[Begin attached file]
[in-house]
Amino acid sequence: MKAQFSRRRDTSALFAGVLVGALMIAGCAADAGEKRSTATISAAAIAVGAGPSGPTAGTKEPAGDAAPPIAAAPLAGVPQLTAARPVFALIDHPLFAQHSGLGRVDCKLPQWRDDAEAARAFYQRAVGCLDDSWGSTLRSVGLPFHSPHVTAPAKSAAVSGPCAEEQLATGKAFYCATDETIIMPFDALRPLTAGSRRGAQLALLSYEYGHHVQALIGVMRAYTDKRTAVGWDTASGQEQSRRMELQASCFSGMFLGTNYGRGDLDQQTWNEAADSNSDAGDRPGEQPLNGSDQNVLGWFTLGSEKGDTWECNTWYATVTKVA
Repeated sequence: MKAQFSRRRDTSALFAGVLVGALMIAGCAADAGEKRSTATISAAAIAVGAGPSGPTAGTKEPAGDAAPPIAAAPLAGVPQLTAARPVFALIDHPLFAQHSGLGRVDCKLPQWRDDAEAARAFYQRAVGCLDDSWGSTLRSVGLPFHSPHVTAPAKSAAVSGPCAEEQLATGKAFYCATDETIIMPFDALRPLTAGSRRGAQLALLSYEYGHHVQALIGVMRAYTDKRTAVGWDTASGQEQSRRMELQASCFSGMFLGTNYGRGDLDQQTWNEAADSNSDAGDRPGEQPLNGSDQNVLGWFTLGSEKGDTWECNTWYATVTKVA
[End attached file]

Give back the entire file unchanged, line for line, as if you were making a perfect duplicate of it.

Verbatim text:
[in-house]
Amino acid sequence: MKAQFSRRRDTSALFAGVLVGALMIAGCAADAGEKRSTATISAAAIAVGAGPSGPTAGTKEPAGDAAPPIAAAPLAGVPQLTAARPVFALIDHPLFAQHSGLGRVDCKLPQWRDDAEAARAFYQRAVGCLDDSWGSTLRSVGLPFHSPHVTAPAKSAAVSGPCAEEQLATGKAFYCATDETIIMPFDALRPLTAGSRRGAQLALLSYEYGHHVQALIGVMRAYTDKRTAVGWDTASGQEQSRRMELQASCFSGMFLGTNYGRGDLDQQTWNEAADSNSDAGDRPGEQPLNGSDQNVLGWFTLGSEKGDTWECNTWYATVTKVA
Repeated sequence: MKAQFSRRRDTSALFAGVLVGALMIAGCAADAGEKRSTATISAAAIAVGAGPSGPTAGTKEPAGDAAPPIAAAPLAGVPQLTAARPVFALIDHPLFAQHSGLGRVDCKLPQWRDDAEAARAFYQRAVGCLDDSWGSTLRSVGLPFHSPHVTAPAKSAAVSGPCAEEQLATGKAFYCATDETIIMPFDALRPLTAGSRRGAQLALLSYEYGHHVQALIGVMRAYTDKRTAVGWDTASGQEQSRRMELQASCFSGMFLGTNYGRGDLDQQTWNEAADSNSDAGDRPGEQPLNGSDQNVLGWFTLGSEKGDTWECNTWYATVTKVA